Jason Gurley

By day, I'm a user experience designer; by evenings/weekends, I write novels from my home in Scappoose, Ore. My newest is Awake in the World, published February 2019 by Roaring Brook Press; my previous novel, Eleanor, was published by Crown in 2016 and has since been translated into German, Portuguese, and Turkish. I’m currently working on a new project.

Advance copies and appendectomies

The beautiful US ARC from Crown Publishing

The beautiful US ARC from Crown Publishing

Over the past month or so, I've given away a number of Crown Publishing's advance reader copies of Eleanor, both on Facebook and Twitter, and to subscribers of my newsletter. Many of you have asked if there are still more copies to win. Some of you have even offered to buy them from me; for shame, how dare!

Crown gave away twenty-five copies on Goodreads once before, and now I'm happy to say that they're doing it again. So if you missed out on a copy, this is your next best chance to win one. There are about 24 days left in the giveaway, so be sure to enter!

Meanwhile, across the pond, HarperVoyager, my UK publisher, shared a photo of their own advance reader copy, fresh off the presses: 

My lovely UK ARC. (Photo borrowed from  @HarperVoyagerUK )

My lovely UK ARC. (Photo borrowed from @HarperVoyagerUK)

Tell me this: how fortunate am I that Eleanor will be graced with two gorgeous book covers? And these are just for my U.S. and U.K. publishers' editions; since we've also sold rights in a few other countries, there are likely to be more variations on the book's cover to come!

Not exactly how I expected my Friday to go.

Not exactly how I expected my Friday to go.

Just a few hours after I shared that image, I found myself in the hospital with severe abdominal pains (which, I must assure my publisher and all concerned, are unrelated to the ARC cover design). I was convinced I'd eaten something that disagreed with me, at least until the pain nearly caused me to pass out. A CAT scan confirmed that it was early appendicitis. 

The doctors—there were so many of them—moved me into a surgical room that was nicer than most of the hotel rooms I've been in recently, and certainly larger. I waited there with my wife and with my folks, who drove down to keep us company and take embarrassing photos of me, until about two a.m., when they wheeled me back for the operation.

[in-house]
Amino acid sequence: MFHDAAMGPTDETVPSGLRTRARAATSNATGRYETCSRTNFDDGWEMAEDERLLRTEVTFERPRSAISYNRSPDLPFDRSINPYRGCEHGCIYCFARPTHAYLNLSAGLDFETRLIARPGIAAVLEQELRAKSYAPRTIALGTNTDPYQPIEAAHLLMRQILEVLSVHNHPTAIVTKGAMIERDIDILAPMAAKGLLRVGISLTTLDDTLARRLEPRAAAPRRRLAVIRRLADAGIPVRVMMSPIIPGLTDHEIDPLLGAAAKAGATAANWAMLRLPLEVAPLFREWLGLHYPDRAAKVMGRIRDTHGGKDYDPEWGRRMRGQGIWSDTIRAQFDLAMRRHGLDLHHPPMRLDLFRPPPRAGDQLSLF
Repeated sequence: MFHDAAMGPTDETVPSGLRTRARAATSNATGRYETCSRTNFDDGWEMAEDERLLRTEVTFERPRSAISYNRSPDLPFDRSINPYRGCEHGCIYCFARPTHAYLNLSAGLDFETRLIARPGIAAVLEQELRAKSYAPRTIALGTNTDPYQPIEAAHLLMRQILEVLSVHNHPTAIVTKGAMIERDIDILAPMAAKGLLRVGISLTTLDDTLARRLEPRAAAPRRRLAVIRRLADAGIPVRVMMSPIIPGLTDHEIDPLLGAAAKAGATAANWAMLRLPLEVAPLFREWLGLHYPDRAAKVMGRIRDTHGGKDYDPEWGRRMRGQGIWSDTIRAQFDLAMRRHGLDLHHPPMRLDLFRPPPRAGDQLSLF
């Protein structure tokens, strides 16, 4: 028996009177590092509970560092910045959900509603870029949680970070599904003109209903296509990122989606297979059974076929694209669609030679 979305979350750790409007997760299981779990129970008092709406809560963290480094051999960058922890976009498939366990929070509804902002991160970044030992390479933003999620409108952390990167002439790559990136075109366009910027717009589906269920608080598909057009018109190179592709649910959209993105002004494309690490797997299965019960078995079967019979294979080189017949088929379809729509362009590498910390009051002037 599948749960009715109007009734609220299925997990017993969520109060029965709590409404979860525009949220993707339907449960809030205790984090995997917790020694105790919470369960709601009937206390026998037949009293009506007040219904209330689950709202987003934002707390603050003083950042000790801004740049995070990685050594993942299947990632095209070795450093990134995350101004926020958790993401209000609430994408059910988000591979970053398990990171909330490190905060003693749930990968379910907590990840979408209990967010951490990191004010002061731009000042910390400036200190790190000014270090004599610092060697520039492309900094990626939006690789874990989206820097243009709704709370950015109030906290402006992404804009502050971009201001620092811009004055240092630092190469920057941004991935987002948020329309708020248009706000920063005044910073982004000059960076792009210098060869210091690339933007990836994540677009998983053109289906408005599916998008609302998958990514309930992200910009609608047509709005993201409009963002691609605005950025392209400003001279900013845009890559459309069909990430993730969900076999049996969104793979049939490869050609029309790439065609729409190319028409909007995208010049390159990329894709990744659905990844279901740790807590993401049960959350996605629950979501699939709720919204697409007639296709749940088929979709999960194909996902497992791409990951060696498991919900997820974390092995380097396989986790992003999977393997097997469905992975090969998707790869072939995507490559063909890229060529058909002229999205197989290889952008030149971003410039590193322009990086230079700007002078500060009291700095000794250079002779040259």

Appendectomy date night!

Appendectomy date night!

This was my first surgery. I almost made it to forty without any major hospitalizations! I'd been in for injuries now and then: a fractured wrist as a teenager; a few broken ribs and a torn ligament as an adult. I was fairly apprehensive of the entire thing, but I was surrounded by reassuring family and by very kind nurses and surgeons who treated me like a worried toddler, and put me right at ease. The surgery was over by four a.m. We checked out of the hotel late Saturday evening, and I'm home now with the good drugs, sleeping like a bear in winter and planning to take a couple of days to fully recover before cautiously reentering the real world. 

Weirdest bit of trivia about appendectomies: afterward, they are very concerned with farts. Specifically, with your first one. During the surgery, they effectively inflated me like a balloon. Afterward, all of that extra gas lingers in your system, moving around your body and causing aches and pains. So the sooner you can fart, the sooner you can start feeling better. And let me tell you, when it finally happens, it has never felt so euphoric. 

Okay, moving on. Aside from sleeping, here's how I'm spending my recovery time:

Mr. Robot. I'm slowly working my way through the first season of this show, which I hadn't seen before. It's a curiously somber technothriller, one that feels as if I'm watching it through the haze of a dream. That might be due to my medications, but it also might be due to the main character's own detachment from reality. Either way, it works for me. 

Kitchens of the Great MidwestA magnificent debut novel from J. Ryan Stradal about Eva Thorvald, a midwestern girl whose talent for the culinary arts seems to run in her blood. The book just radiates warmth, and to top it off, it has one of my favorite covers in recent years

Metal Gear Solid V: The Phantom PainOne of the most bizarre video game experiences I've ever had, I think. If it were only a tactical military game, its forays into Soviet-occupied 1980s Afghanistan would be some of the best battle simulations I've seen. But it's not just that, since every now and than the very down-to-earth story is interrupted by flying flamethrower girls and stomping flame demons. 

But mostly I'm sleeping. And farting. 

This has been a very strange blog post, I think. Sorry about that. 

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